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Parent Frequently Asked Qustions

Although this guide is designed to assist parents who have students interacting with the University Student Conduct System, it is strongly recommended that you review the Student Code of Conduct (available online here) for complete details of the process.


How can parents or guardians help during the judicial process?

Assisting students in learning acceptable community behavior is a job that requires assistance from many people. While parents are generally not involved in the formal process related to University Conduct, young adults can always benefit from the support and guidance of their parents. It is important to remember that the University holds students accountable for their behavior primarily as an educational tool. The “teachable” moment can be magnified if they are held accountable at home as well as at school.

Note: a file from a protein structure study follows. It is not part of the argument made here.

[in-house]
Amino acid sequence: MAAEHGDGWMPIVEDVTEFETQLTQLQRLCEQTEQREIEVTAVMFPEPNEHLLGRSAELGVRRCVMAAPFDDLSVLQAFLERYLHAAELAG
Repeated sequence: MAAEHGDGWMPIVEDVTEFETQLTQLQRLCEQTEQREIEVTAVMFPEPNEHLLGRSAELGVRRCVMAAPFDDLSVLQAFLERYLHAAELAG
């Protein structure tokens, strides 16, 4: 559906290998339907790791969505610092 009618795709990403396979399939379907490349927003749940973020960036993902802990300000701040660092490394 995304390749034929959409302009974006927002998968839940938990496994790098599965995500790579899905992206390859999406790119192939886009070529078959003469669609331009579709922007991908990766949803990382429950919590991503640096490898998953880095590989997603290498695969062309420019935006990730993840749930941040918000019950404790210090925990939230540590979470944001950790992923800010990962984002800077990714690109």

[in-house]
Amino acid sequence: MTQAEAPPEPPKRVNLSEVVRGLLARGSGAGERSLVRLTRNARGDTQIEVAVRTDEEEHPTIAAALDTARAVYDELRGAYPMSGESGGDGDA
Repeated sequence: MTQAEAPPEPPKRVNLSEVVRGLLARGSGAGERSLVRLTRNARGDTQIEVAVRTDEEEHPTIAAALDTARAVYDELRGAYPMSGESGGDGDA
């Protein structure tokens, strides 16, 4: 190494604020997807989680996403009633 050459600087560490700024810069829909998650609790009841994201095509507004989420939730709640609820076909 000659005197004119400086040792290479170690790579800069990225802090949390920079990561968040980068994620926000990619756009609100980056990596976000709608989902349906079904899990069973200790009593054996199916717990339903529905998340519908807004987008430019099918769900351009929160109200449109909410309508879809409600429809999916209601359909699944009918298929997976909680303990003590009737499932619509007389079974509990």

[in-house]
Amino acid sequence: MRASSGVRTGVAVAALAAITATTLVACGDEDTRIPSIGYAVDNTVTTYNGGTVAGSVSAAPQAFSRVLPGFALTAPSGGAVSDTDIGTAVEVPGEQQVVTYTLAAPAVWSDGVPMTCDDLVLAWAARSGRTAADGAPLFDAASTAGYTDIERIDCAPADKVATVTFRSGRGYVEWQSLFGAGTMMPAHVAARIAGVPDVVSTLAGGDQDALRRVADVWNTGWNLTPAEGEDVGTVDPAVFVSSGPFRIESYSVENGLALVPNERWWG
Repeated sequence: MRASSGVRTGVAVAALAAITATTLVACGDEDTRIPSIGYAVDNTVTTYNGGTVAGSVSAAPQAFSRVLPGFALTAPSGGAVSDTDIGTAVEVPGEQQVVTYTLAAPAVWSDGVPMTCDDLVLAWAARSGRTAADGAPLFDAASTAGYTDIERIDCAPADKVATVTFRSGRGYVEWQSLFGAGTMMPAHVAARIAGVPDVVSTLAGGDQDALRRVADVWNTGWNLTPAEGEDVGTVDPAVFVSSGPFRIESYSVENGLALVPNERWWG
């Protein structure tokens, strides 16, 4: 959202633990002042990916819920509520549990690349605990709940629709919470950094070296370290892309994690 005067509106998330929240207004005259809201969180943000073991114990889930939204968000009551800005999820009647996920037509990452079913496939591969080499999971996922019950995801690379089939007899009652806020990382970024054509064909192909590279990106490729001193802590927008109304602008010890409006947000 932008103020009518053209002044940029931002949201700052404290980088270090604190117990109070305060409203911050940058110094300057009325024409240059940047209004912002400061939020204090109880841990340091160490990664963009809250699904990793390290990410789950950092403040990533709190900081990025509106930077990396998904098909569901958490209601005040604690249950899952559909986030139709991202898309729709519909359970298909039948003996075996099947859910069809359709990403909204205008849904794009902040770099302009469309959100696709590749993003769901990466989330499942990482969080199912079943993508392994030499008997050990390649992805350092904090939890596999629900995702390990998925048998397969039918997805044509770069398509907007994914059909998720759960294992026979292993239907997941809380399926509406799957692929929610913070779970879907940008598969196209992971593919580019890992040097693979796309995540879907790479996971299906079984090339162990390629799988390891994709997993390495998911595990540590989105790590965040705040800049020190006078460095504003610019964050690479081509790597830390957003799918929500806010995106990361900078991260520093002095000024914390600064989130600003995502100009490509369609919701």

My son/daughter has a hearing or disciplinary conference and I have several questions:

1. Can parents or guardians be present at the hearing?
No. Parents are not permitted to attend a hearing. Your son or daughter is entitled to advisory assistance of their choosing as long as that person is a faculty member, staff member, or student at Lehigh, and not an attorney except in special circumstances. The advisor's role is to assist, support, and advise students at any stage of the conduct process.  The advisor may not, however, ask or answer questions for students or make summation statements on their behalf.  This person is  not a participant in the hearing except in speaking with the accused student.

2. My son/daughter has a hearing, should we get a lawyer?
The Lehigh University Student Code of Conduct states, “Generally, legal counsel shall not be permitted to attend the hearing to represent the student. However, in cases where there are pending criminal charges, the accused student may have legal counsel present as an advisor. If present, the counsel may not participate in the hearing in any way except in advising the accused student. In these cases, the Conduct Officer may request that university counsel be present in a non-participatory role.”

 2.A. Why can't our lawyer be present at my student's hearing?